The Compost Pile Explained
There is a difference between soil creation and a moldering heap.
Composting is a process that works to speed up the natural decay of organic material by providing the ideal conditions for detritus-eating organisms to thrive. Microorganisms are vital to the composting process and are found everywhere in the environment, but the key to effective composting is to create an ideal environment for the microorganisms to thrive. Air is essential – good thing we’ve got a lot of wonderful fresh air here in the islands!
There are three main stages in the composting cycle with stage 1 being only a couple of days long. Mesophilic microorganisms that thrive in about 68 to 113 degrees Fahrenheit (F) begin to physically break down biodegradable waste compounds. Heat, a natural byproduct during this first stage, can quickly rise to over 104 degrees F.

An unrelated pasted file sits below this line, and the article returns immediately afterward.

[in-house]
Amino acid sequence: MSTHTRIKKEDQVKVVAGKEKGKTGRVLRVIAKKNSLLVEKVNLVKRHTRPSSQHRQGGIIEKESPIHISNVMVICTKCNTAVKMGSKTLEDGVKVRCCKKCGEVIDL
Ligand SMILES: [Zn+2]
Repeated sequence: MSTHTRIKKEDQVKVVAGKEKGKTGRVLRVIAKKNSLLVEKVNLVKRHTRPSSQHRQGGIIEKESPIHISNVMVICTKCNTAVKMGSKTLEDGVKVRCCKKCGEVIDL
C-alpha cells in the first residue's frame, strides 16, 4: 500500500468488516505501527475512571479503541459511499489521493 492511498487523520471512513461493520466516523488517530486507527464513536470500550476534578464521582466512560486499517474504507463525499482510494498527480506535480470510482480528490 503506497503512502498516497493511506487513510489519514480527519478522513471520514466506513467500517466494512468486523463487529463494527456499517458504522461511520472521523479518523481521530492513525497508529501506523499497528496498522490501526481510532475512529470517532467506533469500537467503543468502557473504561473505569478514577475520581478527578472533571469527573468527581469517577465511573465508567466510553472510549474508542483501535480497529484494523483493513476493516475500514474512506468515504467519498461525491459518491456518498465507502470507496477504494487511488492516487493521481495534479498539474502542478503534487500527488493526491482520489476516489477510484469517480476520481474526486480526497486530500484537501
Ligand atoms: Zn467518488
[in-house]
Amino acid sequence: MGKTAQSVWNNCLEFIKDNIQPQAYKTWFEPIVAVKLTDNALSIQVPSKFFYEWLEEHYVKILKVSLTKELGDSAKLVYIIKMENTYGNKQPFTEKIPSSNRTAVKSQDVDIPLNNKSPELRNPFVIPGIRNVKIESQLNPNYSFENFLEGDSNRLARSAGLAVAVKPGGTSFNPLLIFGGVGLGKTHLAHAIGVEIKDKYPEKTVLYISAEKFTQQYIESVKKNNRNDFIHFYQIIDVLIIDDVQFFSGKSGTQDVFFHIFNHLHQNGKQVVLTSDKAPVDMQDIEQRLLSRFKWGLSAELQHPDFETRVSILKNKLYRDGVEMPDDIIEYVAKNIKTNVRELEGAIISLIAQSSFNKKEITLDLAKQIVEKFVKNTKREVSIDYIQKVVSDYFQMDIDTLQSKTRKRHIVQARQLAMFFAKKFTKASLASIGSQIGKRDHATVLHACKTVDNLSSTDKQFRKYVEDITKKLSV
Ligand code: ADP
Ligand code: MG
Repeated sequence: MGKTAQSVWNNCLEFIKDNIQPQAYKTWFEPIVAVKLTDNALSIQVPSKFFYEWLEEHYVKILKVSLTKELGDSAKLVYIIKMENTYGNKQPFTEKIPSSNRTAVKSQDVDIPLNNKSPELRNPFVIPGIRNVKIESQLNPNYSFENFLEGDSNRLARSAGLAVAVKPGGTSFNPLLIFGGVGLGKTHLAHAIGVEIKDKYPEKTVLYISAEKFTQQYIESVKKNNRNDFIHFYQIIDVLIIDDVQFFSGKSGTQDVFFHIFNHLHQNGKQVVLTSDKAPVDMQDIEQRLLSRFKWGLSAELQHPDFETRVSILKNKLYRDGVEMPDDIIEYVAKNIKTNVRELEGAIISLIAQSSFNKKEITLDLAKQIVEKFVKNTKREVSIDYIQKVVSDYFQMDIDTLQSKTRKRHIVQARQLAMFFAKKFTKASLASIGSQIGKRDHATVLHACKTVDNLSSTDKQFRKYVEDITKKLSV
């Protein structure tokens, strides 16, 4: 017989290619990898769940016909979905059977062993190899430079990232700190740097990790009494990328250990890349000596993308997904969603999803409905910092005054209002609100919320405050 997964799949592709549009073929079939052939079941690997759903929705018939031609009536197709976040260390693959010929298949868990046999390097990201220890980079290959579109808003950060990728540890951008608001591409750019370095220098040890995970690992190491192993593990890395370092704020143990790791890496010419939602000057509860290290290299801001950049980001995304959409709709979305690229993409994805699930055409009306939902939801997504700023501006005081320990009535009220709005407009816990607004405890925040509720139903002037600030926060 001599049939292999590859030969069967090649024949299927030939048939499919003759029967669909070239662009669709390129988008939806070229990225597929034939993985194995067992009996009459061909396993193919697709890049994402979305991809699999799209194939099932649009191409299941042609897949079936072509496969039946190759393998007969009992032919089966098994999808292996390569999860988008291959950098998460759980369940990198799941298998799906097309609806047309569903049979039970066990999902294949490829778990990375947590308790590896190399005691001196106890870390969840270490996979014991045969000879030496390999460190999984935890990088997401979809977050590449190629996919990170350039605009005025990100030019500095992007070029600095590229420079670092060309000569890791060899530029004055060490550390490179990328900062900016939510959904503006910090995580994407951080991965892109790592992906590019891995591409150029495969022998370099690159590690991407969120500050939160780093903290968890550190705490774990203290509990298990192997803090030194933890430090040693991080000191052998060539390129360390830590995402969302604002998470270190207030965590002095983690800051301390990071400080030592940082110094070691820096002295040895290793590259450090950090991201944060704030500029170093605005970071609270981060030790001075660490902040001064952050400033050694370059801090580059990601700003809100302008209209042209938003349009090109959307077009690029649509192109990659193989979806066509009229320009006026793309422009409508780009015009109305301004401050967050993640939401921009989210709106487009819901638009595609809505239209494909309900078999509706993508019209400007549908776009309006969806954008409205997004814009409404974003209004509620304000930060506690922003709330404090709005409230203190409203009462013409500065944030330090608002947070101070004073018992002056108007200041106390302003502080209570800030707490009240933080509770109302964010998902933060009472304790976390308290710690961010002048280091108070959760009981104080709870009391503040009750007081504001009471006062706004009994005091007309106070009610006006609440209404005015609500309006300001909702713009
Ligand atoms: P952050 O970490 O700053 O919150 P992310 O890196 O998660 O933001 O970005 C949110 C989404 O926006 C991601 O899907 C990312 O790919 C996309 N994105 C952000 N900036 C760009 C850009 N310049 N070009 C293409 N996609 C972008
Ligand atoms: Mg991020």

In stage 2, thermophilic microorganisms, which thrive in the increased temperatures, take over and can last in the pile from a few days to several months. They work to break down proteins, fats and complex carbohydrates into finer particles. Adding aging green matter, such as cut grass, to a new compost pile can help the process begin to heat up.
During the 2nd stage, temperatures continue to rise but, if the compost pile gets too hot, it may kill off all of the helpful microorganisms. Try starting the pile on branches for aeration, having a layer of straw to attract earthworms, or turning over the compost pile help keep temperatures below about 149 degrees F. In addition, these practices can also add new sources for the thermophilic microorganisms to break down. After 1-3 months, the thermophilic microorganisms will begin to use up the available supply of the organic compounds and temperatures will begin to drop.
Re-enter those mesophilic microorganisms (Stage 3) to resume control of the compost pile to do a final breaking down the remaining organic matter .
Voila! Useable humus. Now get out there and start composting (if you haven’t already started).